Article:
Ms. Jones and Me

Don’t know what to think about Norah Jones. Best new artist of 2002? (Better than the wretched Avril Lavinge). More like the best new guilty pleasure of 2002. Her year-old record, Come Away With Me, has just finally topped the Billboard 200, and it’s everywhere—VH-1, your co-worker’s cubicle, your parents' Bose system, probably even your dentist’s office.

I named Come Away With Me as my tenth favorite album of 2002, a decision I immediately felt sheepish about. I’ve purchased a few albums since making the list a month ago, and now I’d boot her out and put in its place either Our Own Little Corner of the World: Music From Gilmore Girls (easily the best television series soundtrack ever, and not just because it has Sam Phillips on it) or Alison Moyet’s magnificent return to form after eight years in limbo, Hometime. I feel justified, because there is nothing truly remarkable, much less groundbreaking about Norah’s album. It’s a pleasant, polished, tasteful and enjoyable set of songs with an inventive interpretation of Hank Williams’ “Cold Cold Heart” and a few lovely, memorable singles (“Don’t Know Why”, “Feeling The Same Way”, and the title track)—no more, no less.

What really drew me to the record is that extraordinary voice, sort of a cross between Rickie Lee Jones and Billie Holiday, but not entirely like either. And, to possess such an instrument at a young age! It’s impressive in the way a 19 year-old Fiona Apple sounded on her debut album, Tidal. Apple’s follow-up release, When The Pawn… was a quantum leap in every possible way and I can only hope that Norah’s inevitable follow-up will have the same effect. It will be difficult; unlike Norah, Fiona didn’t exactly have the pressure to follow up a number-one album.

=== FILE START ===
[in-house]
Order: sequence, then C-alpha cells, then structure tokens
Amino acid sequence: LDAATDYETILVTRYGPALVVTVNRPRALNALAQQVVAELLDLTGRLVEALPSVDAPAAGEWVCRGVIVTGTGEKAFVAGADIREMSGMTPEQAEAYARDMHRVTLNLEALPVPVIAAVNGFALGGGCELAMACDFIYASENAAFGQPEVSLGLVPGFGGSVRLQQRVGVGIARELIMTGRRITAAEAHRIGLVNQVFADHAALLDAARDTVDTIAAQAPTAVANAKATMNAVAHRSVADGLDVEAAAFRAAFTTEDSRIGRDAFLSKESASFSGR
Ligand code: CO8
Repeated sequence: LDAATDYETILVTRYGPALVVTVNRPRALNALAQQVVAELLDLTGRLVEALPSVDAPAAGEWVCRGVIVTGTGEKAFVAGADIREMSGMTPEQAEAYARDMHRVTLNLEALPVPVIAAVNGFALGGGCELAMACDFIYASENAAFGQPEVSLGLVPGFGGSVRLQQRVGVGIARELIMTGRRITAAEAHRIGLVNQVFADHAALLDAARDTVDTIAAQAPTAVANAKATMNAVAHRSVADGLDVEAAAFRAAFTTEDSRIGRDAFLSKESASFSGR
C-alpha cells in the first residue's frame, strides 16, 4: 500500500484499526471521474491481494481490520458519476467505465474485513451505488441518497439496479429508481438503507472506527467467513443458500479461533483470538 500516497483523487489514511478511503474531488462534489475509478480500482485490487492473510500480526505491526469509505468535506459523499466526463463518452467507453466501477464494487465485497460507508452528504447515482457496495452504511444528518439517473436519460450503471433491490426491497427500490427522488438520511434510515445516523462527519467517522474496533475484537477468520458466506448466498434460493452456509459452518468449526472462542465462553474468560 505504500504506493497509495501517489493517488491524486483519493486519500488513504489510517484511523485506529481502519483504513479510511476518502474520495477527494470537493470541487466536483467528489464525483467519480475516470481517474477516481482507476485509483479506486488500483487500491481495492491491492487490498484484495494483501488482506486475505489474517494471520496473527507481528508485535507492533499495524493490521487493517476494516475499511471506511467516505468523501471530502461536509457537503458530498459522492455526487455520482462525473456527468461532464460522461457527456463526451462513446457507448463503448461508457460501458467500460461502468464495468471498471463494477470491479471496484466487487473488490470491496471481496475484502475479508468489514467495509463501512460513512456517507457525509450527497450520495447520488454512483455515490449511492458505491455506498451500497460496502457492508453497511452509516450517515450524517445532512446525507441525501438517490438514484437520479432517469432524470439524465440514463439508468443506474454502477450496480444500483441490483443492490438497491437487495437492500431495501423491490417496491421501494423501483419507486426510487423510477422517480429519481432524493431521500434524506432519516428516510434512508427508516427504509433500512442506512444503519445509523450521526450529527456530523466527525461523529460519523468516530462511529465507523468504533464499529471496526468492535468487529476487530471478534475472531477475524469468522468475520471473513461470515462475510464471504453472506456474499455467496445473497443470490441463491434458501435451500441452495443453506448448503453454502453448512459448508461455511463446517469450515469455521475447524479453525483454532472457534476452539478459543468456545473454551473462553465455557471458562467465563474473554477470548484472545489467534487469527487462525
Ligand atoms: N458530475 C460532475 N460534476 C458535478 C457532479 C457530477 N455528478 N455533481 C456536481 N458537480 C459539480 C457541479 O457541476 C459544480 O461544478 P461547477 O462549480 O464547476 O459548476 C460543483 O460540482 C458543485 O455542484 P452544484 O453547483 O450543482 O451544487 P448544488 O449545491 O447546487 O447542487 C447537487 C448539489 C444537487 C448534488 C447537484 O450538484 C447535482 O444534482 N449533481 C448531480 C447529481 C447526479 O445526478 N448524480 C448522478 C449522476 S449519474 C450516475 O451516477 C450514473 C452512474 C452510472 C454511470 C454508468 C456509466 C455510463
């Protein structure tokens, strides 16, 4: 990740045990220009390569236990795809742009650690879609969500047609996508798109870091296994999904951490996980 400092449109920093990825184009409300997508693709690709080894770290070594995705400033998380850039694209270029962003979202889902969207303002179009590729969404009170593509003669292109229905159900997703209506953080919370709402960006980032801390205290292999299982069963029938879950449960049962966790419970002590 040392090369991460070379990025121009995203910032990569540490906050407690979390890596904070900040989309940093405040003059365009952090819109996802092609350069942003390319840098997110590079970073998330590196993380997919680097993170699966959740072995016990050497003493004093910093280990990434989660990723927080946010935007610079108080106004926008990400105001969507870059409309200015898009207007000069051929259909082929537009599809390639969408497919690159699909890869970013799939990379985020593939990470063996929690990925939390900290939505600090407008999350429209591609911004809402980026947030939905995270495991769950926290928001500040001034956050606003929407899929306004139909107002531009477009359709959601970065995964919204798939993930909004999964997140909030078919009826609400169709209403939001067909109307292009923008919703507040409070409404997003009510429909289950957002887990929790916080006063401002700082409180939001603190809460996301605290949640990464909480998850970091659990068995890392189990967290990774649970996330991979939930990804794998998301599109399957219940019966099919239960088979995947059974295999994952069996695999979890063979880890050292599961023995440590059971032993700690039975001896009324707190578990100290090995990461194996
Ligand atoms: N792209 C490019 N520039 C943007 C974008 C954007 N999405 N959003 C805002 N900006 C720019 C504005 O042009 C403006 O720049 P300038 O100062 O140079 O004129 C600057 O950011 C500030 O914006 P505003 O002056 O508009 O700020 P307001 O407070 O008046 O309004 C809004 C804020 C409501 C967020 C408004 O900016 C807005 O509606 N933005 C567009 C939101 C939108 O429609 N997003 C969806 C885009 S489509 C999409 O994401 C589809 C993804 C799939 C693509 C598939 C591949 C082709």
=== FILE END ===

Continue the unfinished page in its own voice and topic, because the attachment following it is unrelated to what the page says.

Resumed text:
The backlash against this 23 year-old jazz/pop (emphasis on the latter) thrush and daughter of Ravi Shankar is inevitably building, but what does Ms. Jones deserve less: the backlash or the praise? All the jazz (and rock critic elite) snobs scoff at the designation of Jones as a jazz singer, and that’s understandable—Ella she’s not (nor Cassandra (Wilson) or even Diana (Krall)). The music on Come Away With Me often plays like a stripped-down, synth-less version of what fortifies most dreadful smooth jazz radio station playlists. Yet, the sparse arrangements are suited to Norah’s voice; they work as well for her as prime Joni Mitchell, another singer/songwriter who has always treaded that strange boundary between pop, jazz, and folk. Of course, Norah’s no Joni, either, but remember that Joni’s earliest records were dwarfed by her early 70’s masterpieces.

Maybe such success will break down doors for other, more obscure young female artists who don’t fit the Avril Lavinge/Michelle Branch/Vanessa Carlton mold (formerly the Britney/Christina/Mandy Moore continuum). If not, at least it will be fun to watch Jones’ career from here. Will subsequent albums show artistic growth or register as limp but best-selling variations of the first? Will Come Away With Me prove to be a first-time, of-the-moment fluke, or simply the first in a series of commercial triumphs? Intriguing questions to ask of any young artist capable of thriving commerically like Sheryl Crow, critically like Alison Moyet or withering (in every possible way) like Alanis Morrisette.